30 R. Malcolm Smuts, ‘Court-centred politics and the uses of Roman historians, c.1590–1630’, in Kevin Sharpe and Peter Lake (eds.), Culture and Politics in Early Stuart England, Stanford: Stanford University Press, 1993, pp. 21–44, 33.

31 Bacon, op. cit. (9), p. 84.

32 Bireley, op. cit. (13), p. 178. Magnusson, Lars, Mercantilism: The Shaping of an Economic Language, New York: Routledge, 1994, pp. 148–9. On Botero in England see David S. Berkowitz, ‘Reason of state in England and the petition of right’, in Roman Schnur (ed.), Staatsräson: Studien zur Geschichte eines politischen Begriffs, Berlin: Duncker and Humblot, 1975, pp. 165–212.

33 On this metaphor and its relationship to mines of Bacon's time see Pastorino, Cesare, ‘The mine and the furnace: Francis Bacon, Thomas Russell, and early Stuart mining culture’, Early Science and Medicine (2009) 14, pp. 630660.

34 Bacon, Francis, Of the Proficience and Advancement of Learning, divine and humane, 2 vols., London: Henrie Tomes, 1605, vol. 2, p. 24.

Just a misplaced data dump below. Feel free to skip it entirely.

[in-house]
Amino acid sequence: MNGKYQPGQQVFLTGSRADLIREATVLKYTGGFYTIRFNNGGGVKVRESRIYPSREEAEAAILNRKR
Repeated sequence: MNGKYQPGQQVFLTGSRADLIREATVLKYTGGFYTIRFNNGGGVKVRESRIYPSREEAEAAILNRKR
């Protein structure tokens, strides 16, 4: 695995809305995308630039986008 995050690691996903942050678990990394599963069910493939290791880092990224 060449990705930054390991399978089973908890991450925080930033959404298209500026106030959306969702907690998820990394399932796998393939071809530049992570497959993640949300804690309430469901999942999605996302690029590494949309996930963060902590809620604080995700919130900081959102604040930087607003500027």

35 Botero's idea of a perfect dominion over matter supplies an additional context that might be explored in debates over Bacon's dominion of nature. See, for example, Park, Katharine, ‘Response to Brian Vickers, “Francis Bacon, feminist historiography, and the dominion of Nature”’, Journal of the History of Ideas (2008) 69, pp. 143146.

36 Eamon, op. cit. (4); and Carlo Ginzburg, Clues, Myths, and the Historical Method (tr. John and Anne C. Tedeschi), Baltimore: Johns Hopkins University Press, 1989.

37 Bacon, Francis, New Atlantis (London: n.a., 1658?), pp. 3334.

38 Bacon, op. cit. (34), vol. 2, p. 5.